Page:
He was no pedant with regard to rules, and would acknowledge no restrictions on genius. 'If Mozart wrote thus, he must have had a good reason for it,' was his answer when his attention was drawn to an unusual passage in one of Mozart's quartets. With regard to Albrechtsberger's condemnation of consecutive fourths in strict composition he remarked, 'What is the good of such rules? Art is free, and should be fettered by no such mechanical regulations. The educated ear is the sole authority on all these questions, and I think I have as much right to lay down the law as any one. Such trifling is absurd; I wish instead that some one would try to compose a really new minuet.' And again to Dies, 'Supposing an idea struck me as good, and thoroughly satisfactory both to the ear and the heart, I would far rather pass over some slight grammatical error, than sacrifice what seemed to me beautiful to any mere pedantic trifling.' Even during Haydn's lifetime his compositions became the subject of a real worship. Many distinguished men, such as Exner of Zittau, Von Mastiaux of Bonn, Gerber, Bossier, Count Fuchs, Baron du Baine, and Kees the Court Secretary of Vienna, corresponded with him with a view to procuring as many of his works as possible for their libraries. There is great significance in the sobriquet of 'Papa Haydn,' which is still in general use, as if musicians of all countries claimed descent from him. One writer declares that after listening to Haydn's compositions he always felt impelled to do some good work; and Zelter said they had a similar effect upon him.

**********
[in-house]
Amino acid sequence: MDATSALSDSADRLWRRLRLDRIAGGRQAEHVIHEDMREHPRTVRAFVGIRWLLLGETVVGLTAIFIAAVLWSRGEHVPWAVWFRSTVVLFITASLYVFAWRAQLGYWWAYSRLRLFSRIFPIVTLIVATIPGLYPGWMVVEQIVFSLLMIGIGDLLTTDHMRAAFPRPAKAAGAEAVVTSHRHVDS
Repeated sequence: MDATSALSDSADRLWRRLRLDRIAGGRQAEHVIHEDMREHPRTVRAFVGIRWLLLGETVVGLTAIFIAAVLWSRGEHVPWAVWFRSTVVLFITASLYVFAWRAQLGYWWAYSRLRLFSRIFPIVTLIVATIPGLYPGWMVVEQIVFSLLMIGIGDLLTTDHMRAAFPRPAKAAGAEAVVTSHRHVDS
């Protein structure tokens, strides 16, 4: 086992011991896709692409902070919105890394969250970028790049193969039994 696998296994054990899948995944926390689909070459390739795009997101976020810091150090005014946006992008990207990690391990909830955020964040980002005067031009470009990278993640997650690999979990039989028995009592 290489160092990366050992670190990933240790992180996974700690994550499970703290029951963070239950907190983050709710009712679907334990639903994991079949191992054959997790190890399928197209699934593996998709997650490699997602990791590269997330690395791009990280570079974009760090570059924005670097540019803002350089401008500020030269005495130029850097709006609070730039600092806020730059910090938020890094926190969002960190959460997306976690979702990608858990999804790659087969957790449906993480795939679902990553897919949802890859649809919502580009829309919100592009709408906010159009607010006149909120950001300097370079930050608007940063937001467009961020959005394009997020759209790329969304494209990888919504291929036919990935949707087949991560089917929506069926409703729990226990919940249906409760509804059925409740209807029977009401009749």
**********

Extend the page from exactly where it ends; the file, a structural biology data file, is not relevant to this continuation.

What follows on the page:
Haydn's position in the history of music is of the first importance. When we consider the poor condition in which he found certain important departments of music, and, on the other hand, the vast fields which he opened to his successors, it is impossible to over-rate his creative powers. Justly called the father of instrumental music, there is scarcely a department throughout its whole range in which he did not make his influence felt. Starting from Emmanuel Bach, he seems, if we may use the expression, forced in between Mozart and Beethoven. All his works are characterised by lucidity, perfect finish, studied moderation, avoidance of meaningless phrases, firmness of design, and richness of development. The subjects principal and secondary, down to the smallest episodes, are thoroughly connected, and the whole conveys the impression of being cast in one mould. We admire his inexhaustible invention as shown in the originality of his themes and melodies; the life and spontaneity of the ideas; the clearness which makes his compositions as interesting to the amateur as to the artist; the child-like cheerfulness and drollery which charm away trouble and care.
Of the Symphony he may be said with truth to have enlarged its sphere, stereotyped its form,
- 'Reminiscences,' London 1826, i. 190.
- Was this before or after the appearance of Bethoven's Symphony No. 1?